A Conversation with Ariana Garcia

This edition of Inspired has struck a chord with me, far beyond what I had imagined when I first made contact with Ariana Garcia through social media. In bringing her story to you, I make no apologies for the seriousness of my words of introduction.  In days gone by, issues such as family and domestic violence have been subjects usually off limits in public forums, previously reserved for hushed conversations, for making excuses, and of victims experiencing isolation and suffering in private.

Not so in recent times, when these matters long overdue for exposure have given us all an opportunity to re-evaluate our responses to sexual violence and harassment. At a time when the world is coming to grips with the #metoo movement, a time when campaigns and conversations are being encouraged to “change the story” to combat gender inequality, toxic masculinity, misogyny and homophobia, I am so frustrated and angry to know the following is true in Australia;
On average, one woman a week is murdered by her current or former partner.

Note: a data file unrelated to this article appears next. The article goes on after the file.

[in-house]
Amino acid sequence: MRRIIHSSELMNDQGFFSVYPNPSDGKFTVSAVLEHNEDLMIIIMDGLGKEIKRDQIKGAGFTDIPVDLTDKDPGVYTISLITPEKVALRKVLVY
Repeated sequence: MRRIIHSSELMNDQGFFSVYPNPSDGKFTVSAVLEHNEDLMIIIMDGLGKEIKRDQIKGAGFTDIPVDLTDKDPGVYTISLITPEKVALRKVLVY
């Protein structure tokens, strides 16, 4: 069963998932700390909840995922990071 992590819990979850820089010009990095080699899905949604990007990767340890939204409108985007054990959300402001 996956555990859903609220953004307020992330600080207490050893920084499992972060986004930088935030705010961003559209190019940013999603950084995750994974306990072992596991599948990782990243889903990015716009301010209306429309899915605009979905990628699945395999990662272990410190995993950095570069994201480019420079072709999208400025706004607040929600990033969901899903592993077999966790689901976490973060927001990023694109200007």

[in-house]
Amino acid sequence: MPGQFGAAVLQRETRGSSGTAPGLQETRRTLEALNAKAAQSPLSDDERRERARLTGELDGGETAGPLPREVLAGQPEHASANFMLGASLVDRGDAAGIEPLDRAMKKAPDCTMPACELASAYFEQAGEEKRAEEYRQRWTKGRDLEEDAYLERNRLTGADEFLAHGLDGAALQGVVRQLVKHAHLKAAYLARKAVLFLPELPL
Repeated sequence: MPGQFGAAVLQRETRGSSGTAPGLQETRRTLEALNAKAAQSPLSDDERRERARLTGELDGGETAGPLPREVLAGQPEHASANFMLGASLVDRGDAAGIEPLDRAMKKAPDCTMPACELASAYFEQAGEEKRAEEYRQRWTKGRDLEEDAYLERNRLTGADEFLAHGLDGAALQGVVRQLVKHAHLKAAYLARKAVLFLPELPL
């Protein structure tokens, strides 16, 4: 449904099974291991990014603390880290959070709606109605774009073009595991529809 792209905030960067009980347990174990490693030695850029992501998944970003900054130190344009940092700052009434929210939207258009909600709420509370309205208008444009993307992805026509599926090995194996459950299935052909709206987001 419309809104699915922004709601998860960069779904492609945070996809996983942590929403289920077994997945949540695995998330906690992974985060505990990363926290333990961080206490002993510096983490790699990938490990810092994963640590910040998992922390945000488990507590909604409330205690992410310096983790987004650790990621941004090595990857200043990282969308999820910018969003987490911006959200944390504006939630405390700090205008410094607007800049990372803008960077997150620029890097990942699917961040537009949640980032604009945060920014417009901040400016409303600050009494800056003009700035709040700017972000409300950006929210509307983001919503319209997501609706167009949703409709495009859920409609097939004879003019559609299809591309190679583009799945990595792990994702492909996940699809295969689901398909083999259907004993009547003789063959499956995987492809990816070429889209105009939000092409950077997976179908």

1 in 3 Australian women have experienced physical violence since the age of 15.
1 in 5 Australian women has experienced sexual violence.

It saddens me to know that alongside those figures, women with a disability continue to be among the most vulnerable in our communities.
Did you know that women with a disability are forty percent (40%) more likely to experience domestic violence that their non-disabled counterparts, and that the rates of sexual violence against women with disabilities are 4 to 10 times that of those without disabilities?

To our national shame, nine in 10 women with an intellectual disability have been sexually abused.

I have my own #metoo story, and I personally work hard to be part of cultural change and to build a more inclusive and welcoming community where everyone has a place. Those who are most vulnerable have a right to access the range of services and supports in our community without limitations, and in doing so, will be less isolated, more connected to people who care and as a result safer.

I hope that Ariana’s own story of hope and resilience, will give rise to all of us standing up and being champions for change. A symphony of voices that demand change, to create a world where all people can feel safe and live free from all forms of violence.

For sexual assault, domestic and family violence counselling service call 1800 RESPECT 1800 737 732 for 24/7 phone and online services https://www.1800respect.org.au/